The French government said the bailout was necessary to "guarantee continuity of funding for local authorities".
Much of the turmoil was triggered by the decision by the US House of Representatives to reject a $700bn financial bailout deal on Monday.
Alan Fisher, Al Jazeera's correspondent in London, said several Europen politicial heavyweights, including Angela Merkel, Germany's chancellor, and Peter Mandelson, the European Union commissioner for trade, are now demanding that the US show leadership to restore order to the world markets.
Fisher said: "London, like the rest of the world is now waiting to see what the US does next. The proposed rescue plan is dead – doing nothing is not an option".
Nicolas Sarkozy, the French president, began talks on the global crisis with finance executives on Tuesday and said he will meet this week with officials from Europe's other G8 member states, Germany, Britain and Italy to discuss the issue.
Dariusz Kowalczyk, the chief strategist at broker CFC Seymour, said: "Market meltdown is likely to continue unless an alternative [US] plan is passed, which may or may not happen this week."
Seeking to reassure investors, Christian Noyer, a European central bank governing council member, said: "There is no reason to be frightened and to give in to panic.
"I don't say there won't be things that will appear in the accounts that are published in the next weeks or months, but there is no drama in front of us."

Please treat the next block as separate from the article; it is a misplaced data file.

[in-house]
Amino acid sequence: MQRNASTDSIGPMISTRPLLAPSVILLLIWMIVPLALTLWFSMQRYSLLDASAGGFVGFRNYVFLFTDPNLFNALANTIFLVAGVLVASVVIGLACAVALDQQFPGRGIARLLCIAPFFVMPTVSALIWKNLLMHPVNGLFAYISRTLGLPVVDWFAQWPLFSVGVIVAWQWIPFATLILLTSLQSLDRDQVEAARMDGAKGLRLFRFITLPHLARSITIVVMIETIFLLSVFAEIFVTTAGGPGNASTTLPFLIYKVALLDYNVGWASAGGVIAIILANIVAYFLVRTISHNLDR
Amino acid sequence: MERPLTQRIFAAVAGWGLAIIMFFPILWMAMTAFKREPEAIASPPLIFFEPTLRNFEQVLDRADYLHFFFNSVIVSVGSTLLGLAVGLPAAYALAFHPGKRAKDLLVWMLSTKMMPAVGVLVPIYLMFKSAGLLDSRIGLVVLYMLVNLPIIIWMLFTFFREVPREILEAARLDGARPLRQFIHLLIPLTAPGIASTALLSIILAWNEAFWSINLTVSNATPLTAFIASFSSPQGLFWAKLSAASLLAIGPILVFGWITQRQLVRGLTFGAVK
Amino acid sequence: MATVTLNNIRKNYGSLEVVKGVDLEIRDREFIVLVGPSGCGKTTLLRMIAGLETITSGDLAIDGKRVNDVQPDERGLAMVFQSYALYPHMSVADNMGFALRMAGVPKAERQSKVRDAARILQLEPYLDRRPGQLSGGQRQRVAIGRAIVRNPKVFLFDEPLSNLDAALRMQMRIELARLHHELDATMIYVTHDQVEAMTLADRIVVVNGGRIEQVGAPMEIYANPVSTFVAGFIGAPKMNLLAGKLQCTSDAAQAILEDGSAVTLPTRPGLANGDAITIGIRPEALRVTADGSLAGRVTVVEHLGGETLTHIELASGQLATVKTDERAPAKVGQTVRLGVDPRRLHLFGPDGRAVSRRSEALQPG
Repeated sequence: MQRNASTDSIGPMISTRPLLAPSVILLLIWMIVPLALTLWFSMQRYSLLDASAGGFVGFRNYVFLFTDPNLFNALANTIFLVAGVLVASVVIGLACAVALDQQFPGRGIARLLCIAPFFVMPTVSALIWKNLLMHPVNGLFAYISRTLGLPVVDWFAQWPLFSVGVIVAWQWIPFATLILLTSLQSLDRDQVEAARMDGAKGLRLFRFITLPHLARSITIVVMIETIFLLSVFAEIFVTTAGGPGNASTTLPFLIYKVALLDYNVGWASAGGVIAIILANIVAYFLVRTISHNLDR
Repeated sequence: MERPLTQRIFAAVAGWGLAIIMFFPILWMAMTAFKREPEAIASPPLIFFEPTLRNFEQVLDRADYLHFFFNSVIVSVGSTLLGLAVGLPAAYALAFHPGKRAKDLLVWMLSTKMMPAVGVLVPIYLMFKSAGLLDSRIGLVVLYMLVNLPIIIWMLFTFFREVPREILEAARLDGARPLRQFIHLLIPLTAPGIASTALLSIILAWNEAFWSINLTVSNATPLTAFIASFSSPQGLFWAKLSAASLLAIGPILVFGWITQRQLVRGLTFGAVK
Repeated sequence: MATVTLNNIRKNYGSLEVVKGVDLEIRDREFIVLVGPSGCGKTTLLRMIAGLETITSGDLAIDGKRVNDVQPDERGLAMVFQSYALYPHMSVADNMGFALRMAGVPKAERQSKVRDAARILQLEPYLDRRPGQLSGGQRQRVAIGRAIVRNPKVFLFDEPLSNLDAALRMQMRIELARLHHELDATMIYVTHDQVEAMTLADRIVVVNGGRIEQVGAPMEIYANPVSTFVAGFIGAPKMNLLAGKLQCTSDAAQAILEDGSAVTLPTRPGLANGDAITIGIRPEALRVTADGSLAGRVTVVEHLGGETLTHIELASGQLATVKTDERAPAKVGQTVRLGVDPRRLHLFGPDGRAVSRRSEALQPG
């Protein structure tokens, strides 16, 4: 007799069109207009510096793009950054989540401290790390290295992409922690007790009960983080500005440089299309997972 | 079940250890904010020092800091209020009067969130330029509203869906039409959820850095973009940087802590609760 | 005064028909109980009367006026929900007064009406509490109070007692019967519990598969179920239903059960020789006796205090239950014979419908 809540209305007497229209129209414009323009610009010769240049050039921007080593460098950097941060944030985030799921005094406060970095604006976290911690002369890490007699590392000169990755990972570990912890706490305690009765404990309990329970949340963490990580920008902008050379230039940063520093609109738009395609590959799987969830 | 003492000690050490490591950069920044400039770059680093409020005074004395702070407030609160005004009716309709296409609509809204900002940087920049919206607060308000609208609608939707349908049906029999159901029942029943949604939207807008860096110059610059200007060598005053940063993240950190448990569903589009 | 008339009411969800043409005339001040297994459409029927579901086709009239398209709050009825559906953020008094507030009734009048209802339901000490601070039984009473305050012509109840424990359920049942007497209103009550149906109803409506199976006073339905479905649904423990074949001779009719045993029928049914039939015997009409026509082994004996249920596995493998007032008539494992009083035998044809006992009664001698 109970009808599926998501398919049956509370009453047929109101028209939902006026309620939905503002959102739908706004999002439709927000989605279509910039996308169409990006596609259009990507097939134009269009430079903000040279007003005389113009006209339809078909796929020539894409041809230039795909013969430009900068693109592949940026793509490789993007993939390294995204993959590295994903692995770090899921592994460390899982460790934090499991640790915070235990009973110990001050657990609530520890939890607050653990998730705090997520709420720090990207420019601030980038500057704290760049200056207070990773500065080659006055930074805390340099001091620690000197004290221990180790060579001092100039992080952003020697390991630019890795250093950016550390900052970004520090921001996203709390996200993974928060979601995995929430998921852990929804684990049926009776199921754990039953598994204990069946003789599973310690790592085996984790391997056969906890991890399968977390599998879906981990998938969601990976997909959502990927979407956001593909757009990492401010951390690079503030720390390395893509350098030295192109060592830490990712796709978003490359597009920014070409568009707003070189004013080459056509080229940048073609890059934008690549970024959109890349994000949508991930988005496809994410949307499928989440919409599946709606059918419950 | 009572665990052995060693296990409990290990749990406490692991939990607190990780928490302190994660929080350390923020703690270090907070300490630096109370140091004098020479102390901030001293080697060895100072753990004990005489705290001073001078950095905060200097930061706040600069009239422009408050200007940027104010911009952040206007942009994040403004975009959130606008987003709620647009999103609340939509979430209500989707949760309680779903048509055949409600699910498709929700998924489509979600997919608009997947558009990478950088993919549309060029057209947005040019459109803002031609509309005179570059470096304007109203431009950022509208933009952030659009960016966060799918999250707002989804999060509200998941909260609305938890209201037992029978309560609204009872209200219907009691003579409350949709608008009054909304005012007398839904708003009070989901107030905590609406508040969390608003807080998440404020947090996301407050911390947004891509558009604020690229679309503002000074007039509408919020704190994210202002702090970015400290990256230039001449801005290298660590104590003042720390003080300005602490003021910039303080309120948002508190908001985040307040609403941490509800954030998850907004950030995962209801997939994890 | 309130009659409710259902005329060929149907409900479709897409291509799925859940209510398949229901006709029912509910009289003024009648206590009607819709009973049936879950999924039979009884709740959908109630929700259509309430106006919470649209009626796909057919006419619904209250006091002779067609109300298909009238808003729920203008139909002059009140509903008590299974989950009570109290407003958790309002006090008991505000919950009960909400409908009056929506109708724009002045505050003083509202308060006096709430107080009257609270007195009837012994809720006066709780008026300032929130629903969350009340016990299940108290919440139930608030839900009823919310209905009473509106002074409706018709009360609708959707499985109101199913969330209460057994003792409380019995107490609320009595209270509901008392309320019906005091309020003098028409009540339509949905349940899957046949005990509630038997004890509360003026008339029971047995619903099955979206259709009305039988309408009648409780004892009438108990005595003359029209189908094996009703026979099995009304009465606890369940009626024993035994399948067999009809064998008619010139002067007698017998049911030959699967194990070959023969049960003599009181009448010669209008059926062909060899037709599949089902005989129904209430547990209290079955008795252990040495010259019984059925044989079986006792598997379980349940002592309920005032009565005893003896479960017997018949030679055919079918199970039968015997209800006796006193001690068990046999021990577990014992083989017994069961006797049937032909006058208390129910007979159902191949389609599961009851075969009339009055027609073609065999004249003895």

After a day of volatile trading, European stock markets closed higher on Tuesday, getting a boost from a rebound on Wall Street as investors hoped another vote on the US bailout package will see the plan passed.
The Frankfurt exchange closed up 0.41 per cent, the Paris CAC 40 gained 1.99 per cent, the Madrid IBEX rose 0.38 per cent and the Moscow RTS was up 1.48 per cent.
After initially plunging on opening, London's FTSE 100 recovered to gain 1.74 per cent on the day.
In Russia, the Moscow stock market had been briefly suspended seconds after trading began, the second time the measure has had to be taken in a month.
Neave Barker, Al Jazeera's correspondent in the Russian capital, said that following the suspension significant changes to trading rules had been made by regulators.
Barker said: "The regulator has made some crucial changes to how Russia's markets function.
"They have allowed them to stay open longer and have also said that in the future markets will close if the exchange falls by five per cent as opposed to eight per cent as they did previously."
The Kremlin has also announced it is placing a ban on the short-selling of shares.